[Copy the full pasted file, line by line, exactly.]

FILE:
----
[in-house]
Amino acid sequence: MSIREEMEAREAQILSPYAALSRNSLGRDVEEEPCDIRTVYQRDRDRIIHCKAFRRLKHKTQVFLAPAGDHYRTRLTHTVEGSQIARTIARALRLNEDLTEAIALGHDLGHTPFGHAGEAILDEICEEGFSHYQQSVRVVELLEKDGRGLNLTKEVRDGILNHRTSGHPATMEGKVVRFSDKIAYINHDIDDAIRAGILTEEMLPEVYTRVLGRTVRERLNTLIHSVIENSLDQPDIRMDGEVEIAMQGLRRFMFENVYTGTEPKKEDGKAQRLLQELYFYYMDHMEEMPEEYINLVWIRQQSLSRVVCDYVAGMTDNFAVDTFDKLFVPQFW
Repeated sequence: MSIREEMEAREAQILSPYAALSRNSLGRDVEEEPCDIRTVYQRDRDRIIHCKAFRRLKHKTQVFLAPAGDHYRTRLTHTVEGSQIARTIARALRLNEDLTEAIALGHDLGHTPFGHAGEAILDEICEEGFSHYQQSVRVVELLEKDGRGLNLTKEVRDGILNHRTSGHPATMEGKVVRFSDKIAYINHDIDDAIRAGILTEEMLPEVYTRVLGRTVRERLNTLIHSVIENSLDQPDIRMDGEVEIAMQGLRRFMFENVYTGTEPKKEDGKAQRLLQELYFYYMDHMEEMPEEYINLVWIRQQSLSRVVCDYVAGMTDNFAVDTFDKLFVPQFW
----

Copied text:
[in-house]
Amino acid sequence: MSIREEMEAREAQILSPYAALSRNSLGRDVEEEPCDIRTVYQRDRDRIIHCKAFRRLKHKTQVFLAPAGDHYRTRLTHTVEGSQIARTIARALRLNEDLTEAIALGHDLGHTPFGHAGEAILDEICEEGFSHYQQSVRVVELLEKDGRGLNLTKEVRDGILNHRTSGHPATMEGKVVRFSDKIAYINHDIDDAIRAGILTEEMLPEVYTRVLGRTVRERLNTLIHSVIENSLDQPDIRMDGEVEIAMQGLRRFMFENVYTGTEPKKEDGKAQRLLQELYFYYMDHMEEMPEEYINLVWIRQQSLSRVVCDYVAGMTDNFAVDTFDKLFVPQFW
Repeated sequence: MSIREEMEAREAQILSPYAALSRNSLGRDVEEEPCDIRTVYQRDRDRIIHCKAFRRLKHKTQVFLAPAGDHYRTRLTHTVEGSQIARTIARALRLNEDLTEAIALGHDLGHTPFGHAGEAILDEICEEGFSHYQQSVRVVELLEKDGRGLNLTKEVRDGILNHRTSGHPATMEGKVVRFSDKIAYINHDIDDAIRAGILTEEMLPEVYTRVLGRTVRERLNTLIHSVIENSLDQPDIRMDGEVEIAMQGLRRFMFENVYTGTEPKKEDGKAQRLLQELYFYYMDHMEEMPEEYINLVWIRQQSLSRVVCDYVAGMTDNFAVDTFDKLFVPQFW